kinematics

/kin'euh mat"iks, kuy'neuh-/, n. (used with a sing. v.) Physics.
1. the branch of mechanics that deals with pure motion, without reference to the masses or forces involved in it.
2. Also called applied kinematics. the theory of mechanical contrivance for converting one kind of motion into another.
[1830-40; < Gk kinemat- (s. of kínema movement; see CINEMA) + -ICS]

* * *

Branch of physics concerned with the geometrically possible motion of a body or system of bodies, without consideration of the forces involved.

It describes the spatial position of bodies or systems, their velocities, and their acceleration. See also dynamics.

* * *

      branch of physics and a subdivision of classical mechanics concerned with the geometrically possible motion of a body or system of bodies without consideration of the forces involved (i.e., causes and effects of the motions).

      Kinematics aims to provide a description of the spatial position of bodies or systems of material particles, the rate at which the particles are moving ( velocity), and the rate at which their velocity is changing ( acceleration). When the causative forces are disregarded, motion descriptions are possible only for particles having constrained motion—i.e., moving on determinate paths. In unconstrained, or free, motion, the forces determine the shape of the path.

      For a particle moving on a straight path, a list of positions and corresponding times would constitute a suitable scheme for describing the motion of the particle. A continuous description would require a mathematical formula expressing position in terms of time.

      When a particle moves on a curved path, a description of its position becomes more complicated and requires two or three dimensions. In such cases continuous descriptions in the form of a single graph or mathematical formula are not feasible. The position of a particle moving on a circle, for example, can be described by a rotating radius of the circle, like the spoke of a wheel with one end fixed at the centre of the circle and the other end attached to the particle. The rotating radius is known as a position vector for the particle, and, if the angle between it and a fixed radius is known as a function of time, the magnitude of the velocity and acceleration of the particle can be calculated. Velocity and acceleration, however, have direction as well as magnitude; velocity is always tangent to the path, while acceleration has two components, one tangent to the path and the other perpendicular to the tangent.

* * *


Universalium. 2010.

Look at other dictionaries:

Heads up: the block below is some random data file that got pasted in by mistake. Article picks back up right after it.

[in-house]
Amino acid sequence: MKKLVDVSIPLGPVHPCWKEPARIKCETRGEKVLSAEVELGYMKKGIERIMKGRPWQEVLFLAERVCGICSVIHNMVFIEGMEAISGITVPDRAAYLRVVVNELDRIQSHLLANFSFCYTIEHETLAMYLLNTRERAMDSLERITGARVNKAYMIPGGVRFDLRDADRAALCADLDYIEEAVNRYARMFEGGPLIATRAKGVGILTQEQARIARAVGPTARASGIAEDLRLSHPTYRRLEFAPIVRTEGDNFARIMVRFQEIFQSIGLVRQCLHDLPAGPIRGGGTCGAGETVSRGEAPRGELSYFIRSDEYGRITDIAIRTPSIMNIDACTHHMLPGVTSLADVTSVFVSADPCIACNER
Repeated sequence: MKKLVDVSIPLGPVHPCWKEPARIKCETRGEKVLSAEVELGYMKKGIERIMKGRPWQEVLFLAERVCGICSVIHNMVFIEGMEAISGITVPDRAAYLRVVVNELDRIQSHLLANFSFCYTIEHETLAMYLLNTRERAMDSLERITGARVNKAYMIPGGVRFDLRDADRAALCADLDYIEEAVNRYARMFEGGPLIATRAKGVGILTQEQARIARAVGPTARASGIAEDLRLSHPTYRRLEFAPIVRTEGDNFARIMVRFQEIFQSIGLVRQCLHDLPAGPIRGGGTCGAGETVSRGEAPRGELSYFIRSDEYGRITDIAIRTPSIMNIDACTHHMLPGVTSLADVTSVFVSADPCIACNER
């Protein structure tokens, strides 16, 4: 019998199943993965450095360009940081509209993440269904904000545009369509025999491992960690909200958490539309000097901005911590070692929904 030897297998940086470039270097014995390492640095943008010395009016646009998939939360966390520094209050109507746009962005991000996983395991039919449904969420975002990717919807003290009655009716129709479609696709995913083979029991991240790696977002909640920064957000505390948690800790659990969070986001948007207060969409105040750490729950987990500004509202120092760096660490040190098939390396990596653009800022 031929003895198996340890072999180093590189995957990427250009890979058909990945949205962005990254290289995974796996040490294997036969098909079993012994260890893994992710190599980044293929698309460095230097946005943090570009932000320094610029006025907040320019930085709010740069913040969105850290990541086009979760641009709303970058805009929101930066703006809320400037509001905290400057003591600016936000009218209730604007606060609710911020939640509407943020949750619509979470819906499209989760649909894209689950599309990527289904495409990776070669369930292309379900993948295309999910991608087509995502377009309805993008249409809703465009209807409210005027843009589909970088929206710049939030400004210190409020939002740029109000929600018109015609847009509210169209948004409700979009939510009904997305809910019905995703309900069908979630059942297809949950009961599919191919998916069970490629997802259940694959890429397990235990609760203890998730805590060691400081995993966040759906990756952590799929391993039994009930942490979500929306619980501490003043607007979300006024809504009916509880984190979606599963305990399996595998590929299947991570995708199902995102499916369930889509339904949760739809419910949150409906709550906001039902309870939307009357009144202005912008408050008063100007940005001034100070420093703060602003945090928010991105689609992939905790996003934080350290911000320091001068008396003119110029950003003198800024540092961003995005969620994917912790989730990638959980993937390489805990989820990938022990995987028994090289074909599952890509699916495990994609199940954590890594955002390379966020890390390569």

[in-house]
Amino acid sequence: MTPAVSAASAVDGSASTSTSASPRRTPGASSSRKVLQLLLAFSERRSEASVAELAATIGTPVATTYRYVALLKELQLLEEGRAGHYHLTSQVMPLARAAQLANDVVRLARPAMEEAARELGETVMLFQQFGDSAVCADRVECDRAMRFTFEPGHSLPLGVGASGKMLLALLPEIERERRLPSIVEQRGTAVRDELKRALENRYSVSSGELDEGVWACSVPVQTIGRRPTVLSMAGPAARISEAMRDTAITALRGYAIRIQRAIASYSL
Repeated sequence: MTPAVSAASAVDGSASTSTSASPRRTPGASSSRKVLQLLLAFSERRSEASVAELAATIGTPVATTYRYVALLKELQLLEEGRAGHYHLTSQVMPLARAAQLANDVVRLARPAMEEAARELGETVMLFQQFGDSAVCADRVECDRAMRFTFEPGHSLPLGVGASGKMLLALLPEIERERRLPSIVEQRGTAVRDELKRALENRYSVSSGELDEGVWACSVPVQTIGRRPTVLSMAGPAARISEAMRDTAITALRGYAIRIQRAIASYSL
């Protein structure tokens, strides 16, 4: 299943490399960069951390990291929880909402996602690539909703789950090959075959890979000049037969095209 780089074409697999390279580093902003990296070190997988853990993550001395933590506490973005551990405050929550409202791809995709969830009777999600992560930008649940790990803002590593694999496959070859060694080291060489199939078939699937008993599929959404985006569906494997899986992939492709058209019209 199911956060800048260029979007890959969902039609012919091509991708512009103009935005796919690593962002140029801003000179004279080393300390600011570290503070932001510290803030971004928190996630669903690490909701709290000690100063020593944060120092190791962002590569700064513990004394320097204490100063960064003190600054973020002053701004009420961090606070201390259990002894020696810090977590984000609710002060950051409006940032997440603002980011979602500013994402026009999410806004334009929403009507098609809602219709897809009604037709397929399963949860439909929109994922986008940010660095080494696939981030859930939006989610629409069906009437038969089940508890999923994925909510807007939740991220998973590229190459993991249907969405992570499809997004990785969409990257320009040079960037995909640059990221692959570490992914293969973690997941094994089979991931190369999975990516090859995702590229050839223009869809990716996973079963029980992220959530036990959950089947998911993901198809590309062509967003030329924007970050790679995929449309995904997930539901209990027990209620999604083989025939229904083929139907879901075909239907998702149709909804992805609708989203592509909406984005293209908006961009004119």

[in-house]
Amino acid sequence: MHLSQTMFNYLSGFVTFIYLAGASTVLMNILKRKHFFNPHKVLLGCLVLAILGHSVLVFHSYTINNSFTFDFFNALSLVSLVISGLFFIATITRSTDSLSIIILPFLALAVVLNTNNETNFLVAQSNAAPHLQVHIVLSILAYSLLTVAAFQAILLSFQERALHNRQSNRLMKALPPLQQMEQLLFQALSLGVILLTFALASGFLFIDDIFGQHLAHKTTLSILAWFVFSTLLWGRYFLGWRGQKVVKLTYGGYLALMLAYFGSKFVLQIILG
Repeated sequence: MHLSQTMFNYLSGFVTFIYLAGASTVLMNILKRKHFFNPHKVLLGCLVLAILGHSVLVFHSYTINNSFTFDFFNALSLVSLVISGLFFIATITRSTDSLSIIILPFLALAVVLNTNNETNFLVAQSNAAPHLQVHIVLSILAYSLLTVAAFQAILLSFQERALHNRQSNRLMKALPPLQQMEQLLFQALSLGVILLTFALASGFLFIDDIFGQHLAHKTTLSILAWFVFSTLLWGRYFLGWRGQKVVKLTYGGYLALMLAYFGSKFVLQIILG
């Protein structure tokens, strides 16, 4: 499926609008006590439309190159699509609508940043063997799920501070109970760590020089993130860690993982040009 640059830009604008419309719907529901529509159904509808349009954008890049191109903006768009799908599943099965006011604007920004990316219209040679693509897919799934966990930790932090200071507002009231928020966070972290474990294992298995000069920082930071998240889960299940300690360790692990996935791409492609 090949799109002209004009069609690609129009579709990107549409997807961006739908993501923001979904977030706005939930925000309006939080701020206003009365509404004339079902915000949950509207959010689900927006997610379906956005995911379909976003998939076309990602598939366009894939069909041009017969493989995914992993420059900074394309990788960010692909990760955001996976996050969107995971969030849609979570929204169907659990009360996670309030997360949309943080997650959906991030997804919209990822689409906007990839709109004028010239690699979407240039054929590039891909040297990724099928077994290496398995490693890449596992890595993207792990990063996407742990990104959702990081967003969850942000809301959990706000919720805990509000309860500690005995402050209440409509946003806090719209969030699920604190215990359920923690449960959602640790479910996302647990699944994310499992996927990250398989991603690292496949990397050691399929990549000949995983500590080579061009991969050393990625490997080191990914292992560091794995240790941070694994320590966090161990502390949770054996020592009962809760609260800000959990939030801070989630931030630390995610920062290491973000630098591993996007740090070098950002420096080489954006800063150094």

• Kinematics — Kin e*mat ics, n. [Gr. (?),(?) motion, fr. kinei^n to move.] (Physics) The science which treats of motions considered in themselves, or apart from their causes; the comparison and relation of motions. [1913 Webster] Note: Kinematics forms… …   The Collaborative International Dictionary of English

  • kinematics — (n.) science of motion, 1840, from Fr. cinématique (Ampère, 1834), from Gk. kinesis movement, motion (see CITE (Cf. cite)). Related: Kinematic (1864); kinematical …   Etymology dictionary

  • kinematics — ► PLURAL NOUN (treated as sing. ) ▪ the branch of mechanics concerned with the motion of objects without reference to the forces which cause the motion. DERIVATIVES kinematic adjective. ORIGIN from Greek kin ma motion …   English terms dictionary

  • kinematics — [kin΄ə mat′iks] n. [Fr cinématique < Gr kinēma (gen. kinēmatos), motion < kinein, to move (see CITE) + ICS] the branch of mechanics that deals with motion in the abstract, without reference to the force or mass kinematic adj. kinematical …   English World dictionary

  • Kinematics — Classical mechanics Newton s Second Law History of classical mechanics  …   Wikipedia

  • kinematics — In physiology, the science concerned with movements of the parts of the body. SYN: cinematics. [G. kinematica, things that move] * * * ki·ne·mat·ics .kin ə mat iks, .kī nə also ci·ne·mat·ics .sin ə n pl but sing in constr 1) a branch of physics… …   Medical dictionary

  • kinematics — kinematika statusas T sritis fizika atitikmenys: angl. kinematics vok. Kinematik, f rus. кинематика, f pranc. cinématique, f …   Fizikos terminų žodynas

  • kinematics — kinematika statusas T sritis Kūno kultūra ir sportas apibrėžtis Klasikinės mechanikos mokslo šaka, tirianti kūnų judėjimą geometriniu požiūriu. kilmė gr. kinēma – judėjimas atitikmenys: angl. kinematics vok. Kinematik, f rus. кинематика …   Sporto terminų žodynas

  • kinematics — noun plural but singular in construction Etymology: French cinématique, from Greek kinēmat , kinēma motion, from kinein to move Date: 1840 a branch of dynamics that deals with aspects of motion apart from considerations of mass and force •… …   New Collegiate Dictionary

  • kinematics — noun The branch of mechanics concerned with objects in motion, but not with the forces involved. See Also: kinematic …   Wiktionary

Share the article and excerpts

Direct link
Do a right-click on the link above
and select “Copy Link”

We are using cookies for the best presentation of our site. Continuing to use this site, you agree with this.